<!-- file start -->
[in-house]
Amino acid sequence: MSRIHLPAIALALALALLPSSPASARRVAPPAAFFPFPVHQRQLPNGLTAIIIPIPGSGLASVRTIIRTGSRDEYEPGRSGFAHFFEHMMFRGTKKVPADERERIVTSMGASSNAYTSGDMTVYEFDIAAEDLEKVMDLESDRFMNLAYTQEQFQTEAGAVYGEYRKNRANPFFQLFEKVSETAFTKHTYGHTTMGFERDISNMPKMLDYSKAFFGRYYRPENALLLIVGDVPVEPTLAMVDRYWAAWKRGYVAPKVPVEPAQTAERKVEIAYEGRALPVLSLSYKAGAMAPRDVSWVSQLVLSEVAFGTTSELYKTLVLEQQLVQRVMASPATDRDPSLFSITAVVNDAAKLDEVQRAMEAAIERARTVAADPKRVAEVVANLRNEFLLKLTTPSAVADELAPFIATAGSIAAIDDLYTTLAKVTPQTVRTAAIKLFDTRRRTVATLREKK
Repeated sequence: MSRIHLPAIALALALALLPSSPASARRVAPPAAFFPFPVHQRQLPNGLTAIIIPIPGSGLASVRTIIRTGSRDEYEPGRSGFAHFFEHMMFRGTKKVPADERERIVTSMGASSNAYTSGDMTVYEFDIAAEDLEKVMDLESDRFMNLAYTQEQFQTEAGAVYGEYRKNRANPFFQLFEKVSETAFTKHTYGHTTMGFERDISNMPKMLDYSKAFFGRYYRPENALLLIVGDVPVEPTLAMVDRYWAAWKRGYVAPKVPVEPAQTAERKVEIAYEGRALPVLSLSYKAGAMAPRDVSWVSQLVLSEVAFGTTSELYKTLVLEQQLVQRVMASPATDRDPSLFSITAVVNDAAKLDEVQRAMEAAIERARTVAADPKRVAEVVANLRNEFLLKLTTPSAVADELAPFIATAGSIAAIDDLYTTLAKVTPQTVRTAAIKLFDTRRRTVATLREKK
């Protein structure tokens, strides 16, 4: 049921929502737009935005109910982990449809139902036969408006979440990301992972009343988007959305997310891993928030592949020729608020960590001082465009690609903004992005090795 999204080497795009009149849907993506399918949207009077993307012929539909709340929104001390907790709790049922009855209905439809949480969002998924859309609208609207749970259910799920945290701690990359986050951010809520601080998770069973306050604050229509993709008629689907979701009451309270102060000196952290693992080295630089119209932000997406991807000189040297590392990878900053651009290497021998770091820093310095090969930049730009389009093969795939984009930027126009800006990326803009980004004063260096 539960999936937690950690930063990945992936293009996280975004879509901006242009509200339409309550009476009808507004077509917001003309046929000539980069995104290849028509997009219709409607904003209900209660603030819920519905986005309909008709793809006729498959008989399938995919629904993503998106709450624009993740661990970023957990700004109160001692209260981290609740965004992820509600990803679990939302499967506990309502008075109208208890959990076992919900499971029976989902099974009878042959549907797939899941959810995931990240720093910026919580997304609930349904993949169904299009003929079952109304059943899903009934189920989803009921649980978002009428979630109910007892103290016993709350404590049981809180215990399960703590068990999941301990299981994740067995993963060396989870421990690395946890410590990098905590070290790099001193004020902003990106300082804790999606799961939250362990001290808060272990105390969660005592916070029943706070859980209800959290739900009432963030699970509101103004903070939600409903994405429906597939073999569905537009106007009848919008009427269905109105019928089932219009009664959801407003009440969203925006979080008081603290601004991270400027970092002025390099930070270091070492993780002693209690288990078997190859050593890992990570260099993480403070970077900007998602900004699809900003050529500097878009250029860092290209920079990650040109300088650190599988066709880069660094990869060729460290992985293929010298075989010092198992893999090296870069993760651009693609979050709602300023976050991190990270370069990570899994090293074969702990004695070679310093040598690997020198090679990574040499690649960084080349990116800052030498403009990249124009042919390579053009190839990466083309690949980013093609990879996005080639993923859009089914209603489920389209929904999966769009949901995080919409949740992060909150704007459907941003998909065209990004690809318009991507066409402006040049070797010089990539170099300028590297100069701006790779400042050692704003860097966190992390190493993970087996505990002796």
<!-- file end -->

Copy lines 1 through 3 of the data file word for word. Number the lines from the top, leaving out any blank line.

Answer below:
[in-house]
Amino acid sequence: MSRIHLPAIALALALALLPSSPASARRVAPPAAFFPFPVHQRQLPNGLTAIIIPIPGSGLASVRTIIRTGSRDEYEPGRSGFAHFFEHMMFRGTKKVPADERERIVTSMGASSNAYTSGDMTVYEFDIAAEDLEKVMDLESDRFMNLAYTQEQFQTEAGAVYGEYRKNRANPFFQLFEKVSETAFTKHTYGHTTMGFERDISNMPKMLDYSKAFFGRYYRPENALLLIVGDVPVEPTLAMVDRYWAAWKRGYVAPKVPVEPAQTAERKVEIAYEGRALPVLSLSYKAGAMAPRDVSWVSQLVLSEVAFGTTSELYKTLVLEQQLVQRVMASPATDRDPSLFSITAVVNDAAKLDEVQRAMEAAIERARTVAADPKRVAEVVANLRNEFLLKLTTPSAVADELAPFIATAGSIAAIDDLYTTLAKVTPQTVRTAAIKLFDTRRRTVATLREKK
Repeated sequence: MSRIHLPAIALALALALLPSSPASARRVAPPAAFFPFPVHQRQLPNGLTAIIIPIPGSGLASVRTIIRTGSRDEYEPGRSGFAHFFEHMMFRGTKKVPADERERIVTSMGASSNAYTSGDMTVYEFDIAAEDLEKVMDLESDRFMNLAYTQEQFQTEAGAVYGEYRKNRANPFFQLFEKVSETAFTKHTYGHTTMGFERDISNMPKMLDYSKAFFGRYYRPENALLLIVGDVPVEPTLAMVDRYWAAWKRGYVAPKVPVEPAQTAERKVEIAYEGRALPVLSLSYKAGAMAPRDVSWVSQLVLSEVAFGTTSELYKTLVLEQQLVQRVMASPATDRDPSLFSITAVVNDAAKLDEVQRAMEAAIERARTVAADPKRVAEVVANLRNEFLLKLTTPSAVADELAPFIATAGSIAAIDDLYTTLAKVTPQTVRTAAIKLFDTRRRTVATLREKK